Despite not gaining as much media attention as previous, Europe is still in the midst of it’s biggest refugee crisis since the end of the second world war, with tens of thousands of people seeking refuge and a better live within the borders of Europe every week. Here Sophie McHale, a recently returned ICS volunteer from South Africa, blogs on why we must still open our minds and hearts to the crisis. 

Returning from a three month placement in South Africa with Restless Development, I expected to have missed a lot in terms of current affairs, but what my ears nor my eyes could believe was the scale of the crisis that had been unfolding whilst I was away. The refugee crisis that has affected millions and killed thousands is perhaps the biggest tragedy that our generation will ever encounter.

Sophie McHale on her ICS placement in South Africa earlier this year.

Sophie McHale on her ICS placement in South Africa earlier this year.

It is quite simple now that countries such as the UK and Germany have agreed to provide a temporary sanctuary for those most in need to think that our part is over. However, it took young children to be washed up on beaches for this response to manifest itself. With councils offering space in their towns, we must continue our generosity and convince our governments that we are capable of giving more. Many of the international promises we have witnessed are very long term, but we need action now.

Particularly for those volunteers who have just returned from a placement abroad, I call on you to use those skills that we have been given and have practiced to organise our communities, and to take action.  We have confronted stakeholders, we have campaigned, we have learnt how to collect the voices of the vulnerable, and never before have these skills been more needed.

Thousands of people lined the streets in London in August this year, to show their support for refugees.

Thousands of people lined the streets in London in August this year, to show their support for refugees.

Perhaps many see a need to travel to camps such as in Calais from the UK, however we must be careful not to be voyeuristic in our efforts to help. In the community I live in, I was able to get involved in collecting for local charities such as the Amirah foundation. We had an entire church hall full of donations to sort through each weekend, and the generosity of my community blew me away. But to travel to hand out these donations is inefficient and work must be done locally to provide support. We can do far more in our collective communities than individually.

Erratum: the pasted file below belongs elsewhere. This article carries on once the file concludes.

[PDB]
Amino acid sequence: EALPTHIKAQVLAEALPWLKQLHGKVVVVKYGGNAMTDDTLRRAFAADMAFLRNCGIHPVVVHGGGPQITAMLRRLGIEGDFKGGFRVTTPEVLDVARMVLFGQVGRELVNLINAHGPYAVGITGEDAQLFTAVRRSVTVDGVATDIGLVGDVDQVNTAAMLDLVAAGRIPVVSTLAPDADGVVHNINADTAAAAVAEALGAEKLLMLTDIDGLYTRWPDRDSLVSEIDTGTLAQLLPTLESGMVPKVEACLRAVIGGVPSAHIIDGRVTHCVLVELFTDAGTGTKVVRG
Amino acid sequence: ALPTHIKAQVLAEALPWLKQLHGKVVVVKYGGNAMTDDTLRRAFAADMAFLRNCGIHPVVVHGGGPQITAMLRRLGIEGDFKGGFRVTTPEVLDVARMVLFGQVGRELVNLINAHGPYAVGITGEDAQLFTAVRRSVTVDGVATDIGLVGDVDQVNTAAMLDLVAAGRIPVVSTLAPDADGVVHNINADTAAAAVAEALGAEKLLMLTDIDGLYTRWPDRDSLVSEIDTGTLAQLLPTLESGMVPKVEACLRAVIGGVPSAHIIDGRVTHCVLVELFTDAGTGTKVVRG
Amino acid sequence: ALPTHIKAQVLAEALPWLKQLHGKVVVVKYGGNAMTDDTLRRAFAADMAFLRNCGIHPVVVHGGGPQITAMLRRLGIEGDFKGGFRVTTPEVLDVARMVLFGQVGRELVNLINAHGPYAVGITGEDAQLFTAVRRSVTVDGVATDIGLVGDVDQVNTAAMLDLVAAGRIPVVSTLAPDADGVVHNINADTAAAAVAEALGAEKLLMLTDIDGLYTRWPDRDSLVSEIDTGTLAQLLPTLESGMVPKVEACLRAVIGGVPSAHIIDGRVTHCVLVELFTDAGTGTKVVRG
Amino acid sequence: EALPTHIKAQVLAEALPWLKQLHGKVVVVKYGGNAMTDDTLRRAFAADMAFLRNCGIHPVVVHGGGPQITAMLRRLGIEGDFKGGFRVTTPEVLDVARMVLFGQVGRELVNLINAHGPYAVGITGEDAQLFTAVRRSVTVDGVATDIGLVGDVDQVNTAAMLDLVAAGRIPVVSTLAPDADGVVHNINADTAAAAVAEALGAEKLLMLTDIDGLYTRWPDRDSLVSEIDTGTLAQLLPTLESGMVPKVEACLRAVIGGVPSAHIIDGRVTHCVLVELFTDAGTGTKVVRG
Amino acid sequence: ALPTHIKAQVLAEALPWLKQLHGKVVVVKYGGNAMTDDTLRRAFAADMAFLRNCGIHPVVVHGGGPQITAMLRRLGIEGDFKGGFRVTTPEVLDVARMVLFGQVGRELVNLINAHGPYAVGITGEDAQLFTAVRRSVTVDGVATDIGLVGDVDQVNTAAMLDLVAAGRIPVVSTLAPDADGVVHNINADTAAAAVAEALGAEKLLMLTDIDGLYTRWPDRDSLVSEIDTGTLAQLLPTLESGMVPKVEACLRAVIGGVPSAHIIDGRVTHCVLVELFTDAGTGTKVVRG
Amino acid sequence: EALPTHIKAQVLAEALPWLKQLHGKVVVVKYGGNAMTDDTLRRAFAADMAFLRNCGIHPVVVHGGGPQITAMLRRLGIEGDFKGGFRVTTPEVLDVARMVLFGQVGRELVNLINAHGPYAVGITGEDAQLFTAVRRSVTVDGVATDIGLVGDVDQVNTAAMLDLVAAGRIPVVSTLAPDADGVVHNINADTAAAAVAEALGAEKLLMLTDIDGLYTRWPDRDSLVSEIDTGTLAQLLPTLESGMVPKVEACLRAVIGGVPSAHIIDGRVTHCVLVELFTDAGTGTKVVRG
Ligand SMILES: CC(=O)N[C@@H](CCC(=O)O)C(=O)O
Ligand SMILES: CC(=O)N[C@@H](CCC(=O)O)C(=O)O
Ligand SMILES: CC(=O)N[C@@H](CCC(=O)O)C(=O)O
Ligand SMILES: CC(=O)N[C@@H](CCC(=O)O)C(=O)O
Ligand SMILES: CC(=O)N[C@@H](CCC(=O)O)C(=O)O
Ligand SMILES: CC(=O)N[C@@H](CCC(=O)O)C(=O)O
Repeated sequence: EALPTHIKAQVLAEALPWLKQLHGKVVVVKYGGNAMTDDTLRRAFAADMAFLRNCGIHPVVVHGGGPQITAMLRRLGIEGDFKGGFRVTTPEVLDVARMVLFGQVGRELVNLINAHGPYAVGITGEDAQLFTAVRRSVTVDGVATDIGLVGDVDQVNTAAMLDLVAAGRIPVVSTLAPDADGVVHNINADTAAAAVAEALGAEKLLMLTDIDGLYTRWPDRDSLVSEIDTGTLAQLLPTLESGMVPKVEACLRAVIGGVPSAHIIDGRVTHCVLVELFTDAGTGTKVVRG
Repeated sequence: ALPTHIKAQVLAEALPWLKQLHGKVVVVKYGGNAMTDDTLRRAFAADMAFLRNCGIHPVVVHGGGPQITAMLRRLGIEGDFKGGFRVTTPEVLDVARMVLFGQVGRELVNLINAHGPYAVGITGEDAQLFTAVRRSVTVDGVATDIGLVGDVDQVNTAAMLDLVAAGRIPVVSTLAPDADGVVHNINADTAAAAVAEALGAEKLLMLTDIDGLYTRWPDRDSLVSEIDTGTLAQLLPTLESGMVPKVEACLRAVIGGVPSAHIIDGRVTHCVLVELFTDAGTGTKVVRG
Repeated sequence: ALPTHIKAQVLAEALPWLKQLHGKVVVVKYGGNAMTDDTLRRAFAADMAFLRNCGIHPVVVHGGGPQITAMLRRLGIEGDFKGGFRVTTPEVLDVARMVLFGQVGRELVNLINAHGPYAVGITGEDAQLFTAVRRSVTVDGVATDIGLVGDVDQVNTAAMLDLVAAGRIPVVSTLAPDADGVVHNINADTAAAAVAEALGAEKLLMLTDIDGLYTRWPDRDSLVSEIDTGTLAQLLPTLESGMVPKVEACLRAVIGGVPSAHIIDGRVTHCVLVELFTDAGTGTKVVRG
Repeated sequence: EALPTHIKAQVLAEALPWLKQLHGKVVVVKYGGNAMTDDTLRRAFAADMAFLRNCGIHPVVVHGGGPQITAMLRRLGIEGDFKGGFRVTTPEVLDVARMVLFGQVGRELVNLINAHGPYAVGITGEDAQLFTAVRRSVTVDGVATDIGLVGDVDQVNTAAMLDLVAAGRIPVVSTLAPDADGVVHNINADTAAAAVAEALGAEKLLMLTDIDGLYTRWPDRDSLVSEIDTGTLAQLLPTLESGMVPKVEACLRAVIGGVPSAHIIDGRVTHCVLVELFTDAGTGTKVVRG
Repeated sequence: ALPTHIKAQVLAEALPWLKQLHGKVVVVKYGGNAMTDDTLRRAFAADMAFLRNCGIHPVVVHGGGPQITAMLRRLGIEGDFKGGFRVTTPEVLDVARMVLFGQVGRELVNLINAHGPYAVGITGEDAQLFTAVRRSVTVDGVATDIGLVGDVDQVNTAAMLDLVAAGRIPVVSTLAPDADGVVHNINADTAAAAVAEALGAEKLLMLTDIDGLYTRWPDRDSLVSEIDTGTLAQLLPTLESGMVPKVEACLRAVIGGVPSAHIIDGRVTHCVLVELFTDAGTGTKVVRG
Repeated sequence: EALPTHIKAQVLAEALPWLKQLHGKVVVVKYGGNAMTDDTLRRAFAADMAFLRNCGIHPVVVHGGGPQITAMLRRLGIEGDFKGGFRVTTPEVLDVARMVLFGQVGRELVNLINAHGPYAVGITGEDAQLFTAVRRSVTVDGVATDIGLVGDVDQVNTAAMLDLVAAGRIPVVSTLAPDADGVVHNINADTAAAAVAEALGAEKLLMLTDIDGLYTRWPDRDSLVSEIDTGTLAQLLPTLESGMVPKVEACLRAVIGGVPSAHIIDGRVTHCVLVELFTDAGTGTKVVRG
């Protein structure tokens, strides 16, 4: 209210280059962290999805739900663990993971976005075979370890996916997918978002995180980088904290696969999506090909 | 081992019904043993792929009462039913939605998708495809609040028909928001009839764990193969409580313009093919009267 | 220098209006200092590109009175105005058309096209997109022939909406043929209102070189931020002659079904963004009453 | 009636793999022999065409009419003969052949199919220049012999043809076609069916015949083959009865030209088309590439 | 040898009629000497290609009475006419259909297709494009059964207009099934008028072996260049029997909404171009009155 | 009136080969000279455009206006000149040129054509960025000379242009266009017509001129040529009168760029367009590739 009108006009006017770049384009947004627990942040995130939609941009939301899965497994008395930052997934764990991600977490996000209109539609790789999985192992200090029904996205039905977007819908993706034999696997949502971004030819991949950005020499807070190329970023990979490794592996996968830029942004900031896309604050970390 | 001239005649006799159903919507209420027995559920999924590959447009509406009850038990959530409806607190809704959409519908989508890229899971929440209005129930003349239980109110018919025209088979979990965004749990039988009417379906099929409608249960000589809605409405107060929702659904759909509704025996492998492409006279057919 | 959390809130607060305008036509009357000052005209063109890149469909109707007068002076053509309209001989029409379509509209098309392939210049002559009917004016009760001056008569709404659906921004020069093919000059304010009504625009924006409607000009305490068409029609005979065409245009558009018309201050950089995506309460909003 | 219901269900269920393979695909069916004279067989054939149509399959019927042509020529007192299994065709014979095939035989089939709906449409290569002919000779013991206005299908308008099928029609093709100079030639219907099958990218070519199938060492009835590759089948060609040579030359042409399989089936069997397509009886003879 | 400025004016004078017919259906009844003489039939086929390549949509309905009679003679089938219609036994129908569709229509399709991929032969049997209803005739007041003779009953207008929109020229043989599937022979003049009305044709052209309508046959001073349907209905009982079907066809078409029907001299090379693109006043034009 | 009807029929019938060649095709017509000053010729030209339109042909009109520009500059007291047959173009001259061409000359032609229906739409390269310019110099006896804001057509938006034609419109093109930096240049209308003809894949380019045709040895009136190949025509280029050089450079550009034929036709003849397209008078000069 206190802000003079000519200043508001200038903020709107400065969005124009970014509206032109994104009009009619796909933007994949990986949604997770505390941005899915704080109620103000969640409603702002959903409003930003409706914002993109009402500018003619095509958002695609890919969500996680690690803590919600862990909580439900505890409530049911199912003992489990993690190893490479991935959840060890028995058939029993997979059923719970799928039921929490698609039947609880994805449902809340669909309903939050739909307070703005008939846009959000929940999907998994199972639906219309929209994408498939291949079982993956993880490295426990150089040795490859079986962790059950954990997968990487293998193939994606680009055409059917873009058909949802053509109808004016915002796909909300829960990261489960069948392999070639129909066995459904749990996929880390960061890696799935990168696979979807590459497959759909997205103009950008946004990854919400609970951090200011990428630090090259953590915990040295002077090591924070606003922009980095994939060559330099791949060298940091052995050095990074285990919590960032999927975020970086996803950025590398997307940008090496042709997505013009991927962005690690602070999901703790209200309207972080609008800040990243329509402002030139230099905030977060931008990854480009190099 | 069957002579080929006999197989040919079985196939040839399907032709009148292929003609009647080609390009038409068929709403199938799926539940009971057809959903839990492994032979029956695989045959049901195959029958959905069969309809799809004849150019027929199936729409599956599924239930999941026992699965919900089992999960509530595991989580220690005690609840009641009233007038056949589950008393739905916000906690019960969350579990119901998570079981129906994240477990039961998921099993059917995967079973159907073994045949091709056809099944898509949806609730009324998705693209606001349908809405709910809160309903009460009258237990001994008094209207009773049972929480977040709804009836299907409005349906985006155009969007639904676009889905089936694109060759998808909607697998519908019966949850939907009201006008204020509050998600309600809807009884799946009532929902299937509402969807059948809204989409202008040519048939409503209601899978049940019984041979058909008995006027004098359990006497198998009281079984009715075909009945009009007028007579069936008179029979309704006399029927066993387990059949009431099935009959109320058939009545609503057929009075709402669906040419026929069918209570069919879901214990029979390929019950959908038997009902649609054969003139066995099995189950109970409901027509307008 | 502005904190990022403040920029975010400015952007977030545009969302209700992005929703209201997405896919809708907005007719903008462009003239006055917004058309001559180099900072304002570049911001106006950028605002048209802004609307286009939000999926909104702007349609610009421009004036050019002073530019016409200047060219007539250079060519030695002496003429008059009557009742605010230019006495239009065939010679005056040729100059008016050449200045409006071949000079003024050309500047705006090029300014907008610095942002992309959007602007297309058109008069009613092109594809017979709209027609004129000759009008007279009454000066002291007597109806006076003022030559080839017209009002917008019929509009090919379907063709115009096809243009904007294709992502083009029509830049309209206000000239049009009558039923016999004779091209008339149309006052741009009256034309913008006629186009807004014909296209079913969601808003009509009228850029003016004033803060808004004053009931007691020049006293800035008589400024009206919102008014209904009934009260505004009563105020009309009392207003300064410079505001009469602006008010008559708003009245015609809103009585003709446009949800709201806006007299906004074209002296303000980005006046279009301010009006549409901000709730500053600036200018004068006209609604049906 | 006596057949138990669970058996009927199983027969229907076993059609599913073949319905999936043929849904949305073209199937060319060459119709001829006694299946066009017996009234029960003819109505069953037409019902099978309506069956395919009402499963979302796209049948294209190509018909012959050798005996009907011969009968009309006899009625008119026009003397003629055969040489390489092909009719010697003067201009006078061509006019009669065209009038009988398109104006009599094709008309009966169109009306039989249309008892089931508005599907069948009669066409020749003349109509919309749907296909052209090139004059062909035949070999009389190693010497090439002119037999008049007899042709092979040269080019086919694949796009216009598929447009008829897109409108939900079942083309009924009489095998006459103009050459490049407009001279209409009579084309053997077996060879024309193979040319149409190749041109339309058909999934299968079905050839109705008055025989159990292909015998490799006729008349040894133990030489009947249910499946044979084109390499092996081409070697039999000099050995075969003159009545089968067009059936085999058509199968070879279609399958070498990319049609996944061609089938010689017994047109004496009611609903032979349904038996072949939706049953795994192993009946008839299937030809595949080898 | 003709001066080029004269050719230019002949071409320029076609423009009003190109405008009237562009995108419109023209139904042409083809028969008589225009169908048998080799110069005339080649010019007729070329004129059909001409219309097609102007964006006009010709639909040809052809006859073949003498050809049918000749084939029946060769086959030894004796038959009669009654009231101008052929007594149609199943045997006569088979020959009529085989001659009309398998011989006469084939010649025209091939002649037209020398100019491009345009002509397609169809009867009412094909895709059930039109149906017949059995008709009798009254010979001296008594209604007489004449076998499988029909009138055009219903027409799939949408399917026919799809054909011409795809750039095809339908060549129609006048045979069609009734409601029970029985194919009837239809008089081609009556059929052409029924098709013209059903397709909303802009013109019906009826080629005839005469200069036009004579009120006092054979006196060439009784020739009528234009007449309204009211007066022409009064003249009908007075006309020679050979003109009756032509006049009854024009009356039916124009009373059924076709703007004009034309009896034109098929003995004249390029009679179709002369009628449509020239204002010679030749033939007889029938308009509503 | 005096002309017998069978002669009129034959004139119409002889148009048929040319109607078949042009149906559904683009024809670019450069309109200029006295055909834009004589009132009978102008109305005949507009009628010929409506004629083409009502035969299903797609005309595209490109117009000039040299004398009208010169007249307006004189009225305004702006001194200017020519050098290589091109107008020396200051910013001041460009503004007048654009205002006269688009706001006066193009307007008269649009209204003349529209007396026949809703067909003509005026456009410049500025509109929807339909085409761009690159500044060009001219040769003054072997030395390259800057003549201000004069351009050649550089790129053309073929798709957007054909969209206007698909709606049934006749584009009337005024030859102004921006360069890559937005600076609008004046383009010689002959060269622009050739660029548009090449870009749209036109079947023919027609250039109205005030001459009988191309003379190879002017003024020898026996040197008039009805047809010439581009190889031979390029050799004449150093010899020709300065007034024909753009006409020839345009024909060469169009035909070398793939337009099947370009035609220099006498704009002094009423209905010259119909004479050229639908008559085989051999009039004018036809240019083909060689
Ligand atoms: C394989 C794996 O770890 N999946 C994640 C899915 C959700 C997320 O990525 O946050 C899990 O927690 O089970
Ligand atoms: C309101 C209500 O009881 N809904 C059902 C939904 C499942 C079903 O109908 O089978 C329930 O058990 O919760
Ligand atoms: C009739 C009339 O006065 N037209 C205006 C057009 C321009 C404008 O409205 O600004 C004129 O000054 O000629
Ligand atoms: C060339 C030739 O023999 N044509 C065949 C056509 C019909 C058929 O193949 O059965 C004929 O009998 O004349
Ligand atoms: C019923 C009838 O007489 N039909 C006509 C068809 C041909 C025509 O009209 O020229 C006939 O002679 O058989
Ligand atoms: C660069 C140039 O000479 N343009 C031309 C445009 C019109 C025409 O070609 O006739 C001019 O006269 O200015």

And although our governments have promised long term solutions, work must be conducted from the bottom upward and not just from the top down. When we receive new inhabitants into our country we must be welcoming and empathetic and give all that we can. We must not use this crisis as a platform to spread hatred towards already existing problems in our societies. These of course must not be ignored, but our brothers and sisters fleeing conflict cannot be blamed for these domestic issues, they had no part in them. Many migrants in the UK have experienced hatred towards them due to the alleged stealing of jobs or committing of benefit fraud. But it is time to put a stop to this rhetoric, particularly in times of such desperate crisis. In providing sanctuary, we must work together to provide a home and not just a squalid hiding place.

Therefore I call on you to take action, to hold your representatives accountable in their promises, to petition, to organise your community, to campaign and to welcome those in need with open arms. We are all human, and no one should be punished for where they come from. The violence and the suffering will inevitably end at some point, but what could be left lingering in history text books in decades to come is what we as fellow human beings did to help.

What do you think?

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